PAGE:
Myths about IP

Myths about IP2018-12-12T14:02:46+00:00

Myths about IP

Fiction: IP rights are not valuable assets which can be used to provide proper lending security

Fiction

IP rights are not valuable assets which can be used to provide proper lending security

Facts

IP rights are assets and can be used as security

Explanation

Balance sheets of large corporations often include significant valuations for IP. IP rights are used as security by lenders. For example, the value of goodwill attached to unregistered trade names may provide added value to a company’s balance sheet and additional security for a prospective lender.

 

Fiction: I am a shareholder of a company and I create IP. All my IP belongs to that company.

Fiction

I am a shareholder of a company and I create IP. All my IP belongs to that company.

Facts

Without a specific assignment of IP from the shareholder to the company, the IP remains the property of the shareholder.

IP is not respectful of company structures. Unlike other forms of property, intellectual property can be assigned by its author before it is actually created.

Explanation

IP is not automatically transferred by reason of participation in a legal structure such as a company, partnership or trust.

As a general rule, his/her employer owns IP created by an employee in the course of his/her employment. Otherwise a specific assignment of IP is required. It is preferable that any assignment be in writing.

 

Fiction: When a person leaves a job, he or she cannot subsequently get employment in a firm which competes with his or her previous employer.

Fiction

When a person leaves a job, he or she cannot subsequently get employment in a firm which competes with his or her previous employer.

Facts

A person who leaves does have the right to compete against their former employer, but in so doing, they cannot use that former employer’s IP, including trade secrets.

Explanation

Restraining a person from working in a particular manner after that person has left employment is, prima facie, illegal. An enforceable restraint of trade provision to achieve this objective requires an appropriate contract and solid commercial justification, which must be deemed reasonable in the circumstances.

 

Fiction: If my business partner fails to fulfil agreements regarding the running of our business can I exclude him or her from the business?

Fiction

If my business partner fails to fulfil agreements regarding the running of our business can I exclude him or her from the business?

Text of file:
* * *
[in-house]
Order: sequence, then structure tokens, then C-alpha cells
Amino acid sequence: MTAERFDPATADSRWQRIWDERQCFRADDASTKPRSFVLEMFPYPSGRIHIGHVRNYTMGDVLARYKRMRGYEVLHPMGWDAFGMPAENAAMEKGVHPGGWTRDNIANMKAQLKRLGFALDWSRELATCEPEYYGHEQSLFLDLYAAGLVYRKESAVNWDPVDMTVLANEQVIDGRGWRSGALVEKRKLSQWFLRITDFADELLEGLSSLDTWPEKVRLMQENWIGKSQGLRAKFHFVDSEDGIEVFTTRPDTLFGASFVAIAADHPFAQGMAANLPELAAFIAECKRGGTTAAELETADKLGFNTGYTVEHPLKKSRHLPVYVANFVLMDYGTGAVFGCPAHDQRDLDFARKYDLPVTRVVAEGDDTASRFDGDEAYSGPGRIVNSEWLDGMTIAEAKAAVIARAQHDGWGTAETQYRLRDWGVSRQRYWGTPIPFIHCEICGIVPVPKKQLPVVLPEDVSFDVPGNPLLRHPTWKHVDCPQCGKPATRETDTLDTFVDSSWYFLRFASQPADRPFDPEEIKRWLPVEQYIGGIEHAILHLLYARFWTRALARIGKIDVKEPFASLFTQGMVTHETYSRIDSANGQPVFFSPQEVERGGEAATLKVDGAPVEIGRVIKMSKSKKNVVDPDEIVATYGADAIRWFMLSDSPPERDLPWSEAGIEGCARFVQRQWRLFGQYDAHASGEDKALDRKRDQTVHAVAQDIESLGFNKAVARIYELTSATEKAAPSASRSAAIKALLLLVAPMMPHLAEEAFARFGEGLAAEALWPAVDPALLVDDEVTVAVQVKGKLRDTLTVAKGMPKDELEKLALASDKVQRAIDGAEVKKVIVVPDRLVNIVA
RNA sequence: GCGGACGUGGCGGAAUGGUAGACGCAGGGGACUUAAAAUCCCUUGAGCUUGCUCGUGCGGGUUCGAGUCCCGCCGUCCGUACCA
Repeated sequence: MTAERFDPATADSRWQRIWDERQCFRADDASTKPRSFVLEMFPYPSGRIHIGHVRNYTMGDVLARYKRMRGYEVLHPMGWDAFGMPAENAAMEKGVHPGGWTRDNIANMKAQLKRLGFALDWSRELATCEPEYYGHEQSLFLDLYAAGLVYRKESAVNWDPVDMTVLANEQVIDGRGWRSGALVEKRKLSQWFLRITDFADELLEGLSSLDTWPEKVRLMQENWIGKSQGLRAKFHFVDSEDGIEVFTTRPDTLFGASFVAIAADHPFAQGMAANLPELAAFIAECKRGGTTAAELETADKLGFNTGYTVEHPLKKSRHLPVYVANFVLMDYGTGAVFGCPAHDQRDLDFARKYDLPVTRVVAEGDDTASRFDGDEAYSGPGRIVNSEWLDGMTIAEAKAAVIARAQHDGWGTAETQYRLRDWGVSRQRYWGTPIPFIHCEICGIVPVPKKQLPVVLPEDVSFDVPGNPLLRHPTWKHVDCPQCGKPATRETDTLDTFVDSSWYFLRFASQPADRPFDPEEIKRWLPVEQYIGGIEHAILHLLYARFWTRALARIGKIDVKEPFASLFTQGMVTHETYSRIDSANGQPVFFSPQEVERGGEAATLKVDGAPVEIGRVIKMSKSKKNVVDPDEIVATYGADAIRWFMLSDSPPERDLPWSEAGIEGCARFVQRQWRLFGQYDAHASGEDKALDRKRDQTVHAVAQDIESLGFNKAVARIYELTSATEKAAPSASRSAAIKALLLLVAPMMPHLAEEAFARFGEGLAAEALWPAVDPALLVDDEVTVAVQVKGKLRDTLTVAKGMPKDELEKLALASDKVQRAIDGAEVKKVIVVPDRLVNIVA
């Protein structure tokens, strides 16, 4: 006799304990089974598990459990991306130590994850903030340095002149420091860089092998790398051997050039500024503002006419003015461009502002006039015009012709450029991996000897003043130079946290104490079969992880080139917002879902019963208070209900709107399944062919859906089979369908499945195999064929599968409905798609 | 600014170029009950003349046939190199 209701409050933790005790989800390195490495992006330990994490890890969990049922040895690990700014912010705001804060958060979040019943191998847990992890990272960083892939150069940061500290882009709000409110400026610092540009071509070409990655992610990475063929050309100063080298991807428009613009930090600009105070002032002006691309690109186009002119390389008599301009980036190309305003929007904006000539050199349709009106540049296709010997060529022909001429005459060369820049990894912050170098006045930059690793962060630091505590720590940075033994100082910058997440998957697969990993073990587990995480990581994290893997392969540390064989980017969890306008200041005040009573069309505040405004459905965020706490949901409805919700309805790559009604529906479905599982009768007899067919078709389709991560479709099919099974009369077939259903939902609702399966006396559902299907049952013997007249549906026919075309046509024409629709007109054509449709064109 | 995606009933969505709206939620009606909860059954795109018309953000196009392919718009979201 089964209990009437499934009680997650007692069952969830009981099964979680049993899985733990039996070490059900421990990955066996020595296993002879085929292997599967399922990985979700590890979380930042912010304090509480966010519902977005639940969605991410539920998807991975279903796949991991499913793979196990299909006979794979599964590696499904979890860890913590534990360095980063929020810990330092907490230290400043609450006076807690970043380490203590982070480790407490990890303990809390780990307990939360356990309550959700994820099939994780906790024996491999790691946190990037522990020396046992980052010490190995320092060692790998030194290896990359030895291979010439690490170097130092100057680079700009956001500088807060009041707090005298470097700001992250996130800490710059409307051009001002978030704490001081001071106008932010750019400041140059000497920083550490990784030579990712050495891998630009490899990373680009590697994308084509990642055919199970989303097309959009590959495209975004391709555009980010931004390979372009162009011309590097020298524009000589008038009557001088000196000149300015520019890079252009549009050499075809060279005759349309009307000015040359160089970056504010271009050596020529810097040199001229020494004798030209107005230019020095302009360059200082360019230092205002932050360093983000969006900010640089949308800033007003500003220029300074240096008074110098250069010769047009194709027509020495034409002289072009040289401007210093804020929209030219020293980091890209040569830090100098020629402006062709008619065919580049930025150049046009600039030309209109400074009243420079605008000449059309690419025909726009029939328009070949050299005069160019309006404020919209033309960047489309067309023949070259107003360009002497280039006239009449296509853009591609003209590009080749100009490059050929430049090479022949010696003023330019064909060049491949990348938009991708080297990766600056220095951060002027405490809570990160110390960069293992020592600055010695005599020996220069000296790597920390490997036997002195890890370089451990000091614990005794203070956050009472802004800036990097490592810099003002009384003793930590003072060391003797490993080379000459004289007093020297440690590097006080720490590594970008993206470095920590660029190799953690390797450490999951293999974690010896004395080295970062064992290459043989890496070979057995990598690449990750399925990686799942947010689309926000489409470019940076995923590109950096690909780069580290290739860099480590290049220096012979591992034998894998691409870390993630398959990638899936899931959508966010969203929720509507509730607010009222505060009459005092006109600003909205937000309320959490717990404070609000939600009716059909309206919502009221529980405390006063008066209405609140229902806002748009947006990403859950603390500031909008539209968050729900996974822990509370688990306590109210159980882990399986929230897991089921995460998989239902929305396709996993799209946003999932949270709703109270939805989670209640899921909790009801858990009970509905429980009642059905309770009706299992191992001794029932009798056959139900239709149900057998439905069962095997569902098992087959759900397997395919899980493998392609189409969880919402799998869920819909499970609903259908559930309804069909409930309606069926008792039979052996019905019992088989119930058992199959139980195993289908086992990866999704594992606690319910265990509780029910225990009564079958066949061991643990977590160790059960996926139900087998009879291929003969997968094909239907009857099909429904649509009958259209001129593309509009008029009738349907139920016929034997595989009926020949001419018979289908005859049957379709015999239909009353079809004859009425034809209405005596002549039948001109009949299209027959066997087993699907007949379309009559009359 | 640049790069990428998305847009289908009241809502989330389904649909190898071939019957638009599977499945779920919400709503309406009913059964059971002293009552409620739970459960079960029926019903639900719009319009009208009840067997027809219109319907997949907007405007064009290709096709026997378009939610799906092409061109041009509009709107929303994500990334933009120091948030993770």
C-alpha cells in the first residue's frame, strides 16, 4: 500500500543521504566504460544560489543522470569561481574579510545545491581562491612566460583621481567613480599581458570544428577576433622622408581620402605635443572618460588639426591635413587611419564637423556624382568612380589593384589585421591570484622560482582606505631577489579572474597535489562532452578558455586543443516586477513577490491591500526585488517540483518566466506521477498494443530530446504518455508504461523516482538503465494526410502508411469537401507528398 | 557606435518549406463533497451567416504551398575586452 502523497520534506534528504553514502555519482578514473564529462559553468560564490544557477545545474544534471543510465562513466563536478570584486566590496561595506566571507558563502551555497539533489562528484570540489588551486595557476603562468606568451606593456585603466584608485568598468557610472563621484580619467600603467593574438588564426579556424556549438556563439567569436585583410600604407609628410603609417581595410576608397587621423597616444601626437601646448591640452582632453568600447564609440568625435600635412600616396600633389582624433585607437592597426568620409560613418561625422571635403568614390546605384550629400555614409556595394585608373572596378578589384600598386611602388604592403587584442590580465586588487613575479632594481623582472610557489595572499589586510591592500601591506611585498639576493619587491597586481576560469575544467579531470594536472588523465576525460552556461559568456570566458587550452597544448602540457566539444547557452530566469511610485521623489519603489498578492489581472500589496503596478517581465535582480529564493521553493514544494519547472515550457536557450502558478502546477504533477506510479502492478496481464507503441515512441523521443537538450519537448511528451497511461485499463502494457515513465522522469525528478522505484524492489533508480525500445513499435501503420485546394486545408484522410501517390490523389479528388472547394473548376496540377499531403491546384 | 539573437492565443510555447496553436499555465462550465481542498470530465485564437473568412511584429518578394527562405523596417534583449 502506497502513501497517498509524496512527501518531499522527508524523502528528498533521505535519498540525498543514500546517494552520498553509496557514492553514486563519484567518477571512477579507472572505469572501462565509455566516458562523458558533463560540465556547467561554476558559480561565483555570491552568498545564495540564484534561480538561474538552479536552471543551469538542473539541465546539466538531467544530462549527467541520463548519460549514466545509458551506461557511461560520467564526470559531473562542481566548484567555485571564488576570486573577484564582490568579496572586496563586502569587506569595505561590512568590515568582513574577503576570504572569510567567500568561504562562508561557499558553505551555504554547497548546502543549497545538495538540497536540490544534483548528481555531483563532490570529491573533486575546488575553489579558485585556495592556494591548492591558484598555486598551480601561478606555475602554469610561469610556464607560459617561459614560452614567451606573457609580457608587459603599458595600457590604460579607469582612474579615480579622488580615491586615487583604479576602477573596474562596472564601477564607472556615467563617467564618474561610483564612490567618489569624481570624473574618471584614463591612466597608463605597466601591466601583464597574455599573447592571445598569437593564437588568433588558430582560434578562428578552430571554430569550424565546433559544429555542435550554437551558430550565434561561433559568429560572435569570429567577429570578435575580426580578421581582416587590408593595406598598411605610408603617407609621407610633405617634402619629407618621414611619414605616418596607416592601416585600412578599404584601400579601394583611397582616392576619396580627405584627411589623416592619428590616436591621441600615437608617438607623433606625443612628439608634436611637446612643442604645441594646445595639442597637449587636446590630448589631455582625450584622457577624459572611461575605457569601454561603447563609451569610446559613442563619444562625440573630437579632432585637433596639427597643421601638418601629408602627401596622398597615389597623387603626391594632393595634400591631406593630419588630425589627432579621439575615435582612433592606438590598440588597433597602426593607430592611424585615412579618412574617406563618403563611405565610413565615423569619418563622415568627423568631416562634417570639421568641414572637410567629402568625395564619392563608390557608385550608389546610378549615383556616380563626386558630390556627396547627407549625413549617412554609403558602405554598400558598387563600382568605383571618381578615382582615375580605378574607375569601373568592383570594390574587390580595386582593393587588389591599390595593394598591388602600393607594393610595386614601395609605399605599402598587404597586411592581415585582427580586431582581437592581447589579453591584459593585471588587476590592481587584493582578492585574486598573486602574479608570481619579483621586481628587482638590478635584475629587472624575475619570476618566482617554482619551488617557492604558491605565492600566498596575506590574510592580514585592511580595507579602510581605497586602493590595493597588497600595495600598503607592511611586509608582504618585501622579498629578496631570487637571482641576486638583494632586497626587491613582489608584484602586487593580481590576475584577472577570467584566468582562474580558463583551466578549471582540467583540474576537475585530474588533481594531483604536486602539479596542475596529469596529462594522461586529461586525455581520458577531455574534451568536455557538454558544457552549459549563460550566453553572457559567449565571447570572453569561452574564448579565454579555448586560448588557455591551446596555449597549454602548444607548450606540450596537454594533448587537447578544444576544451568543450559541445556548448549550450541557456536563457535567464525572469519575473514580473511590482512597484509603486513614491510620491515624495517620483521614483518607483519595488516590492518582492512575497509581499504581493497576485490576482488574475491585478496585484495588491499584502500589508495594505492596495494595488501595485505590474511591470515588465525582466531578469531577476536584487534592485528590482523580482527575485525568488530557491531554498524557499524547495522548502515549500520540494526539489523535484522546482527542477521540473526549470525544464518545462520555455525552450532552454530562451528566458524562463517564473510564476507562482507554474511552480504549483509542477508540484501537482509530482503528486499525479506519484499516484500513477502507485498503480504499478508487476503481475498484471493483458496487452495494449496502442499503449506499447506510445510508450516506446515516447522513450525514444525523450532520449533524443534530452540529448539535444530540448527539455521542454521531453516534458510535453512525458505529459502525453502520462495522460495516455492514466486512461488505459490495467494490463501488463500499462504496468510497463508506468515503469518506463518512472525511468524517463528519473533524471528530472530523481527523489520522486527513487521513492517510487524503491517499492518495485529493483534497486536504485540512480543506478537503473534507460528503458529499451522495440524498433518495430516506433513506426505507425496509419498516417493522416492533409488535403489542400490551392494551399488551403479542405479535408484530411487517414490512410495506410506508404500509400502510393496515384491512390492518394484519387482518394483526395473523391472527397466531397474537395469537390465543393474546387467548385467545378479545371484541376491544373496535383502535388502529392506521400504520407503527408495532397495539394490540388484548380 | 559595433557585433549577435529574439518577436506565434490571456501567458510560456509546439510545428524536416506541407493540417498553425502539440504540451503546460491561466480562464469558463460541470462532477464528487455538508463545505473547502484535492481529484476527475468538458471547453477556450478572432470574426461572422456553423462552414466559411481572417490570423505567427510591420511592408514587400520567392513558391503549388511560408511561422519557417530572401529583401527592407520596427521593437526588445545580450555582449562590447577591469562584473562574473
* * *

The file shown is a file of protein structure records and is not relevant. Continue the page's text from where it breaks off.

Facts

There is no general right of exclusion due to non-performance in the law of partnerships, trusts or companies. Only a court can order the exclusion of a participant and even then, only on specific grounds after an expensive, longwinded court case.

Explanation

A speedy, cheap and predictable right of exclusion on the grounds of non-performance can arise only from carefully drafted agreements between a trading vehicle and each of its participants. Few businesses (less than 5 percent) presently take the trouble to make such agreements.

 

Fiction: I have my company in place with good prospects. Why won’t venture capitalists invest in me?

Fiction

I have my company in place with good prospects. Why won’t venture capitalists invest in me?

Facts

Venture capitalists require well-researched plausible business plans, which provide prospects of considerable return to the investor and a particular kind of company structure in place before making investments.

Their return on their venture capital investment will only occur if the investee’s predictions about profitability of the business are correct. Accordingly, the venture capitalist must hedge his/her risk if the investee’s predictions prove wrong.

Explanation

For a venture capitalist, the risk involved in making the investment is high, so careful due diligence and additional agreements between the trading vehicle and its participants are required to manage that risk.

 

Fiction: IP is an intangible asset. There are no revenue consequences of moving it about.

Fiction

IP is an intangible asset. There are no revenue consequences of moving it about.

Facts

Certain IP rights (e.g. patents, goodwill, designs, and copyright) are an identifiable and negotiable asset which attract capital gains tax (CGT).

Explanation